17 Examples of the Worst Relationship Advice We've Heard
We all like to give and get advice. We read it in magazines and articles online, we hear it on tv and from friends and family. Sometimes, the advice is not good, and can actually be harmful to a relationship or an individual. We put together a list of the 17 worst pieces of relationship advice we've heard, and an explanation to why each piece is not true.
If you find yourself feeling stressed, anxious, or overwhelmed as the holidays draw near, you aren’t alone. ‘Tis the season for sugar cookies and stress!
For many people, this stress manifests itself as emotional eating, overeating, or a preoccupation with how we will make healthy choices amidst the sea of peppermint bark and spinach dip. All of these manifestations of stress take us out of the present moment and into our heads. That is not how we want you to remember your holiday season.
Feelings are complex and often difficult to identify. We want to help you learn how to identify your emotions. For the next few weeks, use this list to develop the skills to recognize and name your feelings.
How do you stop defensiveness from harming your relationship?
Your partner hurt your feelings or crossed a line. You want to share how you feel, but you never feel heard. Better yet, you have tried so many ways to talk about your feelings and get nowhere. They respond with explanation and frustration. They may say, “I would have gotten that done sooner, but I was busy.” Or “You are always so critical.” While we can’t control how your partner responds, we can increase the chance that they will listen by communicating in a positive and constructive way.
Defensiveness puts up a wall in your relationship. Stop it before it starts.
A defensive person is emotionally closed off, argumentative, and often exhibits negative body language like crossed arms. They will deflect the conversation away from the original issue and either refuse to engage or launch loosely related counterattacks on their partner. This doesn't sound like the kind of person you would feel safe expressing your hurt or concerns with, does it? So how do you stop yourself or your partner from jumping to the defensive?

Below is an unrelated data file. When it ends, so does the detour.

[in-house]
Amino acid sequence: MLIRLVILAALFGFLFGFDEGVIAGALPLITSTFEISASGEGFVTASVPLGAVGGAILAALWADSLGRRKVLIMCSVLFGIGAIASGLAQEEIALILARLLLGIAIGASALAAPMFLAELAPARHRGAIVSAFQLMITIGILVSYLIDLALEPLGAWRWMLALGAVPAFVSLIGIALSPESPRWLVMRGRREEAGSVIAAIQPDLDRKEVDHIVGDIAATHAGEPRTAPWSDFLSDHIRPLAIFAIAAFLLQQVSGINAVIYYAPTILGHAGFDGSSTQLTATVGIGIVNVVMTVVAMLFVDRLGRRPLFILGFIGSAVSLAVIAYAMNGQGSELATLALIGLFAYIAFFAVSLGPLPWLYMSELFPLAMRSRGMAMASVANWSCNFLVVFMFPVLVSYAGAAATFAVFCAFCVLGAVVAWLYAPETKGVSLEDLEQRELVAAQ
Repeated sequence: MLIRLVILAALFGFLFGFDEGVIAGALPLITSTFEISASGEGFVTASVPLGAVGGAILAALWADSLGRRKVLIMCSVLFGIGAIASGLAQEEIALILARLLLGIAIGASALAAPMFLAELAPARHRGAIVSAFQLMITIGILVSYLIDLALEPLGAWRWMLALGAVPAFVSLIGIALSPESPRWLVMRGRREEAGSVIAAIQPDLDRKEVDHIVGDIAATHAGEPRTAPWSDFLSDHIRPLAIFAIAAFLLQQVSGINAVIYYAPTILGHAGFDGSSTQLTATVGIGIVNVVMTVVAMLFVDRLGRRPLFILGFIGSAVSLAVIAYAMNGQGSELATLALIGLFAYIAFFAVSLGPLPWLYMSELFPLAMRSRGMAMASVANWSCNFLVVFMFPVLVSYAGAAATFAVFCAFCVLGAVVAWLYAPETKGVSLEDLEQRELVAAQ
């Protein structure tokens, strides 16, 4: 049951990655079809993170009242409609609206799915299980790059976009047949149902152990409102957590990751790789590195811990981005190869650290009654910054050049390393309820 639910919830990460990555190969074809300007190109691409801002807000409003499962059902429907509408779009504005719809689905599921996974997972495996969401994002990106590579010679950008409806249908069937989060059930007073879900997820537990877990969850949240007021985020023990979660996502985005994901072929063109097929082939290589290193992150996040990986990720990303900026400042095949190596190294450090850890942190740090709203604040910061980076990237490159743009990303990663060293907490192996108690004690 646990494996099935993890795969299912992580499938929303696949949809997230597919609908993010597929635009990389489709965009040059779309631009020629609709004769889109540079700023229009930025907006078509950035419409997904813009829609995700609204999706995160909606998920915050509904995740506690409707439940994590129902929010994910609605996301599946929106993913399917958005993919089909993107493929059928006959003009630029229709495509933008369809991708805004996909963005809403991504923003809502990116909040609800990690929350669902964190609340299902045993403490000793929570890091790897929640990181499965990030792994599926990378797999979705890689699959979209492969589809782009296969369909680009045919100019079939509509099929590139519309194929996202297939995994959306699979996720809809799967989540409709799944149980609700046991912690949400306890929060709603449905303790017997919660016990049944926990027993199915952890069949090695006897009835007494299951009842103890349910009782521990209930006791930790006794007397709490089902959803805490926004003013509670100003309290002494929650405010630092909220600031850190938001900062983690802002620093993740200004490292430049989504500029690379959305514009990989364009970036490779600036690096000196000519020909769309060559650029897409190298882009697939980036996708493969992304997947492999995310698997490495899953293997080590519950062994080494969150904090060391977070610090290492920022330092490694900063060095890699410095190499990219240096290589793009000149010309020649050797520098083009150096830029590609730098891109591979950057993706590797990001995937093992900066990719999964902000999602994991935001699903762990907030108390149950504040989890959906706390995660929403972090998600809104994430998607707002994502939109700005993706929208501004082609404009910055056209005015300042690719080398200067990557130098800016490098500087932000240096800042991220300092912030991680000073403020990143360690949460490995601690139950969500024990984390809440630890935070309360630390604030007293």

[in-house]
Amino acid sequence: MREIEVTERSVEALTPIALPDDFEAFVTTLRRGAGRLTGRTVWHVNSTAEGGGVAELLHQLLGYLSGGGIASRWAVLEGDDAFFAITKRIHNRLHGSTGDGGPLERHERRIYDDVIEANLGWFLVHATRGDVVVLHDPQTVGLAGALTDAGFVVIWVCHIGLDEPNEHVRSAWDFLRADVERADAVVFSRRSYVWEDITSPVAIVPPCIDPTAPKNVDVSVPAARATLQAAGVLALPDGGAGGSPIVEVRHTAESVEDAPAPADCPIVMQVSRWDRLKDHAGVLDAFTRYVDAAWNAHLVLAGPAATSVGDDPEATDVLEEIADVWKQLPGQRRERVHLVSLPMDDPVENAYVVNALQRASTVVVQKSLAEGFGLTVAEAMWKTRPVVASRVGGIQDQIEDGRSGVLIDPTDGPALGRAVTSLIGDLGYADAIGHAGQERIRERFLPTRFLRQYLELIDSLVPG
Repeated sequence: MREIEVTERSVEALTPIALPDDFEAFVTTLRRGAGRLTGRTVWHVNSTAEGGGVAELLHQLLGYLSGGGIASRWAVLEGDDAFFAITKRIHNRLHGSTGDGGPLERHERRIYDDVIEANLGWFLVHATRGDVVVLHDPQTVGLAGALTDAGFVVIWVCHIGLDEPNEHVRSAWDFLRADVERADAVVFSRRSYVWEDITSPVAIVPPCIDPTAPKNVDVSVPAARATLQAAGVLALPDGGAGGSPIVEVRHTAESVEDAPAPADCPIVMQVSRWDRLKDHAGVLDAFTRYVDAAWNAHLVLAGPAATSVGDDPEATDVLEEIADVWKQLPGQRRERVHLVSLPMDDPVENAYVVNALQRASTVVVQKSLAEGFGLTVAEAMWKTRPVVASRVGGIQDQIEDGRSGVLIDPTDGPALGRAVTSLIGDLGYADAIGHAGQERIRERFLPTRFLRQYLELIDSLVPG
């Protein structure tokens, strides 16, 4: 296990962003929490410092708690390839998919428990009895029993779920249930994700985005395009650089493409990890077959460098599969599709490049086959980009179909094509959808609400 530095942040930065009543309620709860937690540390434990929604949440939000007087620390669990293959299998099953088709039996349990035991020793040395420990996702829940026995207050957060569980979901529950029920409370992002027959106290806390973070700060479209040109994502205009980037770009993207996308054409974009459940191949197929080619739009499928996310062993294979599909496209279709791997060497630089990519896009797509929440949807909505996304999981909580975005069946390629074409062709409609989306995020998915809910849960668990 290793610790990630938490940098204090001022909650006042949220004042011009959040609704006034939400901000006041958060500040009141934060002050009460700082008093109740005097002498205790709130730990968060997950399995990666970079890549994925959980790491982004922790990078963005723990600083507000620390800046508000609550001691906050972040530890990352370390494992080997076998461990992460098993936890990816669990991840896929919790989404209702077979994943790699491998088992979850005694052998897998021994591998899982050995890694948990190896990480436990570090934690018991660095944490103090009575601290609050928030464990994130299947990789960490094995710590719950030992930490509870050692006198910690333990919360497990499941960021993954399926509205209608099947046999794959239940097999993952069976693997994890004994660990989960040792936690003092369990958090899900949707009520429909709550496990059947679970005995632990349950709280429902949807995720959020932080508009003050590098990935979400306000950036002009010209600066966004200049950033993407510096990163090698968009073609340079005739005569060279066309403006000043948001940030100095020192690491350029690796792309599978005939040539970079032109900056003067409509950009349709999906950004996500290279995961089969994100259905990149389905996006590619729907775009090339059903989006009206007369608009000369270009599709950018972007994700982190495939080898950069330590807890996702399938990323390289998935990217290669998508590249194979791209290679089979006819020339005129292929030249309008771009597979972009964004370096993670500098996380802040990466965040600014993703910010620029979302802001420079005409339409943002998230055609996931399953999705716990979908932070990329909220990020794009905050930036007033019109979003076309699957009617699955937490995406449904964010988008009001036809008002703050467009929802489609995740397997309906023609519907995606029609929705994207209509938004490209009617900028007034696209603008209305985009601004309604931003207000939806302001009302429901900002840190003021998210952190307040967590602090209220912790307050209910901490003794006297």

What is EMDR and What should I expect?
EMDR stands for Eye Movement Desensitization and Reprocessing. This research-based therapy technique is most beneficial to those seeking treatment for trauma and anxiety. When someone experiences an extreme negative reaction or feeling in response to a certain situation or memory, EMDR is used to help replace the negative emotions with more relaxed reactions. Ultimately, EMDR offers relief and a more positive outlook in facing similar types of stressors.
Use technology to help build your self-esteem
Self-esteem is something we've all struggled with at times. Sometimes you feel like you're in a rut and need some help getting back into believing in yourself, sometimes you just feel like you need a boost in confidence but aren't sure how to get it. With high self-esteem we are more inclined to make better decisions, take better care of ourselves, and explore our full potential.
Our phones have become an essential part of our day, so why not use them to help us build our self-esteem?
Sometimes we need a little extra help with our meditation.
Sometimes life just keeps adding on to you and if you don't learn to let it go it can feel like a heavy weight is being put on your back wherever you go. Through meditation, we can expel some of this stress and some of the negativity. Meditating allows you to calm yourself and focus. If you're having trouble remembering all the things you need to do, having trouble sleeping, facing creative blocks, or feeling out of control of your emotions, meditation can help. Another big plus... It's free and you can do it anywhere! But if you're having trouble making it a habit or getting started, try out these apps.
When you need a boost in motivation, turn to these applications to help you stay on track!
It’s easy to make a New Year’s resolution, but not so easy to keep a resolution. If you do it right, though, resolutions are a great way to improve an aspect of your life and build a stronger YOU! Whether it’s getting physically healthy, creating a better relationship, or trying something new, a resolution is a good tool to set goals for yourself. As well intentioned as you are when you decide on a resolution, though, it’s easy to fall into old habits by mid-March and the next thing you know your plans are out the door.
Find out if you have become addicted to your coping practices and how to address it.
Habits are a part of an individual’s life. You are defined by the rituals you follow, the activities you participate in, the things you return to in times of happiness and stress, the relationships you keep, and above all the state of mind you maintain. Having a healthy lifestyle involves maintaining a balance between oneself and the practices one engages in. Too often, this balance gets skewed toward self-destructive behavior; many even become addicted to poor habits.